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I agree that the speed of YouTube clip is ironic, however for a different reason. Contrary to your implication this video isn't being degraded, slowed or throttled. It does highlight the imminent broadband crunch or lack of broadband infrastructure. The popularity of sites like YouTube and video sharing in general are growing at an exponential rate and the current system cannot handle the capacity. So the internet cannot become TV and even Google after shelling out a cool $1.65 billion for YouTube is objecting to internet based TV.


I work with the Hands Off the Internet coalition on this issue. The net neutrality debate isn't about the ISPs "owning the internet", it's about enacting regulations that would crush innovation online and certainly not speed up broadband deployment.As Peter Huber puts it,

"[”Net neutrality” would] put a real drag on new capital investment in faster digital pipes by making it illegal for many big companies to help pay for them, while leaving everyone guessing about the details for years. That last bit is great news for all the telecom lawyers (like me) who get paid far too much to make sense out of idiotic new laws like this one."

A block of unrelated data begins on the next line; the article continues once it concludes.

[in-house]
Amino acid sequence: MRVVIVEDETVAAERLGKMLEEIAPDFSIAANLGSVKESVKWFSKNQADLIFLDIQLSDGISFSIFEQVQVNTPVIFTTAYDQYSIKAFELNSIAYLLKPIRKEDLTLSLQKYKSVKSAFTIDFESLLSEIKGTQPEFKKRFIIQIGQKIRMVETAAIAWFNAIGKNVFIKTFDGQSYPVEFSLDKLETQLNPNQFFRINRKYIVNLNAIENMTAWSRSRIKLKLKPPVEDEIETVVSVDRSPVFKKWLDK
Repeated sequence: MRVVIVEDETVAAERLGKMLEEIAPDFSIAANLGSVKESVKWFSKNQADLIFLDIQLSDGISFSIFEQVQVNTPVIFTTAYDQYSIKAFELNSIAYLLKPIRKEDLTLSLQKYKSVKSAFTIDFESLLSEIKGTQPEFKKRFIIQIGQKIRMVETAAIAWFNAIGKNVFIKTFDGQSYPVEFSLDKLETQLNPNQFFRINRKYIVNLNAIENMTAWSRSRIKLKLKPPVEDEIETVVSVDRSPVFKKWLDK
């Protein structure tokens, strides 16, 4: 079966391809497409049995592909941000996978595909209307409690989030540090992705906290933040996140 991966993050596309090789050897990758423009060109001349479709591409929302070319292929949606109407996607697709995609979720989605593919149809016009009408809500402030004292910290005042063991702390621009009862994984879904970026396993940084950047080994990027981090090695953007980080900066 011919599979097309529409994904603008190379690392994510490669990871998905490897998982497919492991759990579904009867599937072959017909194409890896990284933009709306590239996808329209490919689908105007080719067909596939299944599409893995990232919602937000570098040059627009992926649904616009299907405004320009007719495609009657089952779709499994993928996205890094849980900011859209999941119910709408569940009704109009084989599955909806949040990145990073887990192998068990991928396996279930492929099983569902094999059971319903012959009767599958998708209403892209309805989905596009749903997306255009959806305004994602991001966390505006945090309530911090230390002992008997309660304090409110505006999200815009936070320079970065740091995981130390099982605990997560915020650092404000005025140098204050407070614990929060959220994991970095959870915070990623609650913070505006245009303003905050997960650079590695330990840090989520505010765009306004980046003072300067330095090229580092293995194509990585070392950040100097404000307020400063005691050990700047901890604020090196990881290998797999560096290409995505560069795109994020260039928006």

Just some things to think about as this issue isn't a simple one.


Careful, folks...

This comment (just below) by "HOTI" is a loaded one by a telco lobbyist, with mad skills for confusing the issue.

The very name "Hands Off the Internet" for encouraging NO REGULATION of telcos which would permit them to charge discriminatory fees for bandwidth access is a double negative that should ring the alarm bells.

It is an example of astroturfing against Net Neutrality that needs to be seen.


The truth is, the capital costs of telcos and cable companies are included in the rates that subscribers (and ISPs that rent space on the wires) already pay. This is solely about the last-mile carriers trying to squeeze out competitors like VOIP services, so that they can charge more for their own versions that customers cannot opt out of using.

There is one solution that has not been discussed yet, and that is mandating separate ownership for the physical infrastructure and the service providers that use it. Personally, I think it is time to finally do what is right for CONSUMERS by taking away the incentives for monopolists to misuse their power to restrain competition.

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